First, determine if you meet the state criteria for getting the Jynneos vaccine. For example, if you are a person who takes HIV prevention medications, such as PrEP, have had a recent STI, are HIV positive or have more than one sexual partner, then you may qualify for the vaccine. That’s a great start in reducing one’s risk of getting monkeypox.

Keep in mind that even though condoms protect you from most STIs, in this case, monkeypox can be spread through close skin-to-skin contact and condoms will not necessarily protect you from monkeypox.

There are also ways to practice harm reduction while still being sexually active. People should ask their partners if they’ve been feeling okay or experiencing rashes. Have the conversation. You could also limit your number of sexual partners, because the more partners you have, the greater the risk of contracting monkeypox.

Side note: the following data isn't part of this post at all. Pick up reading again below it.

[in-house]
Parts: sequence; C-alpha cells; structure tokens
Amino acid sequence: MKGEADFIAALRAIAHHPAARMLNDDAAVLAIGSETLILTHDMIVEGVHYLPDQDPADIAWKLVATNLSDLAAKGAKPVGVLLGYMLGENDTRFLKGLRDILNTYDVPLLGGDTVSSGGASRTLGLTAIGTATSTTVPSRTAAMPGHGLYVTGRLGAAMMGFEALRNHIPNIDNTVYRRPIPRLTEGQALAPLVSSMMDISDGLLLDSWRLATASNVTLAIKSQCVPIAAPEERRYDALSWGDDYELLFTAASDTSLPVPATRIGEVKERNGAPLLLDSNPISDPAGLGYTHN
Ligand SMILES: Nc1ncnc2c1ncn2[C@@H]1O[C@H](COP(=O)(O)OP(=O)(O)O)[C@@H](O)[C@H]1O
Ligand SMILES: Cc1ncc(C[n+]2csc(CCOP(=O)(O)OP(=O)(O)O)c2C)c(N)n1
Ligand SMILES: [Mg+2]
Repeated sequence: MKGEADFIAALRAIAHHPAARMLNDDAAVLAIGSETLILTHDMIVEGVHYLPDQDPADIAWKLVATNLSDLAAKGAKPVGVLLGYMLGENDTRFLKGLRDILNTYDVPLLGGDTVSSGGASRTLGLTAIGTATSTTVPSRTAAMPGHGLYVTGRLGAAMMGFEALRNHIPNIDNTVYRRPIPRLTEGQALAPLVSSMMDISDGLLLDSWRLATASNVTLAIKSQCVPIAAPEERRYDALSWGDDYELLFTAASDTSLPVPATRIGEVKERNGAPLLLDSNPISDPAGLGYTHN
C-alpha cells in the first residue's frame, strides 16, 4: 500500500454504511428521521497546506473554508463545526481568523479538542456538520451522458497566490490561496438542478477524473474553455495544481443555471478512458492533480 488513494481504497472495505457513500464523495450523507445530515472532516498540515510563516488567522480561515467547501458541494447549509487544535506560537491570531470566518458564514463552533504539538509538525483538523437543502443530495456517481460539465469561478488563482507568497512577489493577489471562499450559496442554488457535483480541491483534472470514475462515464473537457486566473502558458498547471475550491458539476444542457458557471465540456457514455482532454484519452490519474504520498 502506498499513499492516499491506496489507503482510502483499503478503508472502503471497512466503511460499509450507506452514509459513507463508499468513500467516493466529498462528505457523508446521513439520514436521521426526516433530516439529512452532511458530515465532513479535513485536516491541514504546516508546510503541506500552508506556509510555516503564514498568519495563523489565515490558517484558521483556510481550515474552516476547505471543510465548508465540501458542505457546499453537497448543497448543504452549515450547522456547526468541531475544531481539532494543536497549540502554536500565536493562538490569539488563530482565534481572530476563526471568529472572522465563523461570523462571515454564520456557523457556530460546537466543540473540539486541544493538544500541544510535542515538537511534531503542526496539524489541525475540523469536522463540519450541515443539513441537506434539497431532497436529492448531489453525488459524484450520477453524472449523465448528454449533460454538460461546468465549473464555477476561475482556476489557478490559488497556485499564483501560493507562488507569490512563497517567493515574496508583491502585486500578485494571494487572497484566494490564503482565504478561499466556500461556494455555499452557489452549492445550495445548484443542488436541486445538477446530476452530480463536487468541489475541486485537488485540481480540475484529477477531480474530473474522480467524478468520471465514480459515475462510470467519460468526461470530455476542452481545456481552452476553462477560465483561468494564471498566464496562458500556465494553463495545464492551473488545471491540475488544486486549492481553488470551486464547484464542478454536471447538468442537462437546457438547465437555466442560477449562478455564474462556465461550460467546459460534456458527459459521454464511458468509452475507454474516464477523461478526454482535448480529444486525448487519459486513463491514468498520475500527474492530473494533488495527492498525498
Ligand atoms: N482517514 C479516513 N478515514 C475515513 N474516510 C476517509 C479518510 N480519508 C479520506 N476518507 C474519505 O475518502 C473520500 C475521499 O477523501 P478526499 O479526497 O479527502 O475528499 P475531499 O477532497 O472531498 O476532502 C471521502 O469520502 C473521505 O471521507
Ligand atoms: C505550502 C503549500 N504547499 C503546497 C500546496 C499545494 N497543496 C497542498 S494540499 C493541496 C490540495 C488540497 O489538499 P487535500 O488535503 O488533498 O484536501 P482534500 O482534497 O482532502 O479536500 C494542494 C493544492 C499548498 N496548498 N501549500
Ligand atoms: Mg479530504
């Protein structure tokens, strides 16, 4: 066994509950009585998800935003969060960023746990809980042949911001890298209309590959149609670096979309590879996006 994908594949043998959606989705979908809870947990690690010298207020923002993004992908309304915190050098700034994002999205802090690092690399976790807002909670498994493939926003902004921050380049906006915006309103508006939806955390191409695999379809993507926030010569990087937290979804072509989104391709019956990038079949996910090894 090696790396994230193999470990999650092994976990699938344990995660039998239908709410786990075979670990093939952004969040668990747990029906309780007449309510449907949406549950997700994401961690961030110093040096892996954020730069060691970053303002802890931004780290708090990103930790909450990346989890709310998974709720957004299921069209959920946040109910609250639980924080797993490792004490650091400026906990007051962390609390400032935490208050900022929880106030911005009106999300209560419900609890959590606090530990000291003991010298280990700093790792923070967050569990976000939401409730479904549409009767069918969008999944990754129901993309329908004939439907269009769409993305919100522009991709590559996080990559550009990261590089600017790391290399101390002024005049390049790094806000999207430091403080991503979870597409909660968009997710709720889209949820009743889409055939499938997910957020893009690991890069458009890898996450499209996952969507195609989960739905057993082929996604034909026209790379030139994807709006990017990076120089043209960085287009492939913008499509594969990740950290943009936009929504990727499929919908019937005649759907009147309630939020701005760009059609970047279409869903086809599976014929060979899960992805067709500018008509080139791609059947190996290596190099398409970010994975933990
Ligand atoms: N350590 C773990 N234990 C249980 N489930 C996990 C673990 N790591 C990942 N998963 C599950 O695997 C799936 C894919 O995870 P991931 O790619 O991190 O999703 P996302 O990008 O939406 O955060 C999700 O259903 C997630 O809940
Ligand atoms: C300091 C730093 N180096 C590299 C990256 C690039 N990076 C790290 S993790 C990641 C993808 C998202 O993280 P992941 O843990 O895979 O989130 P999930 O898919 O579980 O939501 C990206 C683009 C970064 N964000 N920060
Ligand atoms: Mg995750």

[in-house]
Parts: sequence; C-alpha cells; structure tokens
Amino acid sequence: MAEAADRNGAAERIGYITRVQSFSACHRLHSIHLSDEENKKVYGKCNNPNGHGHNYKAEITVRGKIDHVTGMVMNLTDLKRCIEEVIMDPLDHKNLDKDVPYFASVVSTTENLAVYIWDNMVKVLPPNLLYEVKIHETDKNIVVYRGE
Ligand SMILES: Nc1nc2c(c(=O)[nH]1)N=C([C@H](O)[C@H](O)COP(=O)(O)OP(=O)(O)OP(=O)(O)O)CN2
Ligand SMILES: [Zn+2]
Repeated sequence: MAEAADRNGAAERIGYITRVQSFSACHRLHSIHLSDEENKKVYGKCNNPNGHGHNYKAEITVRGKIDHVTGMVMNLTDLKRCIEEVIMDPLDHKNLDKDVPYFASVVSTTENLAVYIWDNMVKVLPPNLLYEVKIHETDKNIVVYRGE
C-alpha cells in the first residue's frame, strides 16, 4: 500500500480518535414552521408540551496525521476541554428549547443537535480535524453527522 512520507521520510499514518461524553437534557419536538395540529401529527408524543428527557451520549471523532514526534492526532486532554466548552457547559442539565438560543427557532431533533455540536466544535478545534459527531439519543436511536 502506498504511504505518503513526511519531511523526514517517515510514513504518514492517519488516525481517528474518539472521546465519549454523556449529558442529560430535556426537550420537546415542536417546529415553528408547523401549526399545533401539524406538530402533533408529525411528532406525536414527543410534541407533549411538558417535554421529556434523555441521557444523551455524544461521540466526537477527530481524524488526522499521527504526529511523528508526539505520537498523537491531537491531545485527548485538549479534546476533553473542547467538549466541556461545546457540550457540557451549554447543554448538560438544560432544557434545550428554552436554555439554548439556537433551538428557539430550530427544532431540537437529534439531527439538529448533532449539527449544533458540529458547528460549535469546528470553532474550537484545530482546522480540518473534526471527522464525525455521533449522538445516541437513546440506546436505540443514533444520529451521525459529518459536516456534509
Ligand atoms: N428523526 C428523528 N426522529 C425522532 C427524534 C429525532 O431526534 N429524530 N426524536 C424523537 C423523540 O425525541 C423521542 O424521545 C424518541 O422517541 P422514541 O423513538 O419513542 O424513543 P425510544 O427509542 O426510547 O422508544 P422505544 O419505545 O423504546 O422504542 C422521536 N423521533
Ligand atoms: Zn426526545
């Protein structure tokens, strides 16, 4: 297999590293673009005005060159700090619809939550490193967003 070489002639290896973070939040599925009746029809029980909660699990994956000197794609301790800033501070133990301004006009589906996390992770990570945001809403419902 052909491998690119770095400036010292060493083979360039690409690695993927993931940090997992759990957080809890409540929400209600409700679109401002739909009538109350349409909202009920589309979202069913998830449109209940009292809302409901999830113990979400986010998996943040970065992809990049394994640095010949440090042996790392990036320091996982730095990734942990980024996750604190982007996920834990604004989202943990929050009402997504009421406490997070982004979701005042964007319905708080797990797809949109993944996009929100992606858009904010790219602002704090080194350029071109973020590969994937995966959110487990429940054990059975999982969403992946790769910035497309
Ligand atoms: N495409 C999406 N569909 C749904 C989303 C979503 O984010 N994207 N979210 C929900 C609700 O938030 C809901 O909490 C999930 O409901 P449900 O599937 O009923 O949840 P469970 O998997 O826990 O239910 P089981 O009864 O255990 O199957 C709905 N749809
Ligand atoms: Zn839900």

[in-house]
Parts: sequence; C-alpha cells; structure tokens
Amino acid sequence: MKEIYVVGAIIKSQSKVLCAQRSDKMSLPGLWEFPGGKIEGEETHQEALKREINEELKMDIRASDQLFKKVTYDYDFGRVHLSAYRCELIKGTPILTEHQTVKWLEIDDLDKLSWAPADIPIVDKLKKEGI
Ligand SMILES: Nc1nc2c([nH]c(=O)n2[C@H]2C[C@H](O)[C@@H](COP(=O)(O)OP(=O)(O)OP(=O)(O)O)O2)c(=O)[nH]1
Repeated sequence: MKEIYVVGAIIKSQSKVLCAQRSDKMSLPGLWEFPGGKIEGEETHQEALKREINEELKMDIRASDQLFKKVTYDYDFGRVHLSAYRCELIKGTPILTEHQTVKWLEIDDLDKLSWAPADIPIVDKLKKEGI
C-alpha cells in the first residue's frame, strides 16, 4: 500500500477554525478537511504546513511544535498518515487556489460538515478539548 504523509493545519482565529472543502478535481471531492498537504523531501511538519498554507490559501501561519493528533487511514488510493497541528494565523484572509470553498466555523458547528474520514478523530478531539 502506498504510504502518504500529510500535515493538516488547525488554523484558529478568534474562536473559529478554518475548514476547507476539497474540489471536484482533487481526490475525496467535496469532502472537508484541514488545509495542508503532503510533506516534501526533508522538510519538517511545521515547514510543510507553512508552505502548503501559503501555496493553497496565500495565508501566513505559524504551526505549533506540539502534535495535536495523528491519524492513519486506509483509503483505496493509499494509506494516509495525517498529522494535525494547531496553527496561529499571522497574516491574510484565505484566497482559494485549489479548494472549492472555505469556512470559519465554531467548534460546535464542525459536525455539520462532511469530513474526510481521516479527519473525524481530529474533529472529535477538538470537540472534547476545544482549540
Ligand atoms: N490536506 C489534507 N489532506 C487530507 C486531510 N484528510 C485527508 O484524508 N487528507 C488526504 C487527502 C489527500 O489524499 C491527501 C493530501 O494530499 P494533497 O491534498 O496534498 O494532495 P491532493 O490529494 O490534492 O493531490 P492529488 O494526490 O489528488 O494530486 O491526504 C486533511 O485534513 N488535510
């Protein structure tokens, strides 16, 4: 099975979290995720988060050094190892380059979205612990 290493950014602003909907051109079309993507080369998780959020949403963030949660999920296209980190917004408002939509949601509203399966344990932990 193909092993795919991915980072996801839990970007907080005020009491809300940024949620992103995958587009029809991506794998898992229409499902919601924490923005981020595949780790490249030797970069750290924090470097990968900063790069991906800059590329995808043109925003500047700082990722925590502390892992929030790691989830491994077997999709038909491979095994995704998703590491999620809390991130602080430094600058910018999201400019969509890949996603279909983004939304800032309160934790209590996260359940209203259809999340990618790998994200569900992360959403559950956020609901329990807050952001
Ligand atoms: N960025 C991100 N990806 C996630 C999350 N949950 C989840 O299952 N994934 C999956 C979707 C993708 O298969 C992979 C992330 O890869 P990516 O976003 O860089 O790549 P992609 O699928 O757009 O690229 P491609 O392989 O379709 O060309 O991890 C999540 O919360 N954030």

What should I do if I think I have monkeypox?

If you’ve been exposed to monkeypox or you think you have monkeypox, you should visit an LGBTQIA+ serving health care provider, such as an HIV clinic. Those doctors are versed in identifying and treating monkeypox. In Pittsburgh, there are many community clinics to go, including UPMC’s Center for Care of Infectious Diseases, Central Outreach Wellness Center, Metro Community Health Center or Allies for Health and Wellbeing.

For Pitt students, if a need is indicated, testing can be arranged and provided through the Student Health Service, which can be reached at 412-383-1800.

After examining your rash or bumps, a doctor will perform a skin swab and send it for testing.

What happens if I’ve contracted monkeypox?

The virus typically resolves within 2-4 weeks. The rash appears as spots that later transform into pus-filled bumps. Eventually, the lesions scar and fall off. If you are pregnant, have a compromised immune system or develop complications such as eye involvement, proctitis or severe pain, you should contact a health professional, as you may qualify for an experimental antiviral treatment.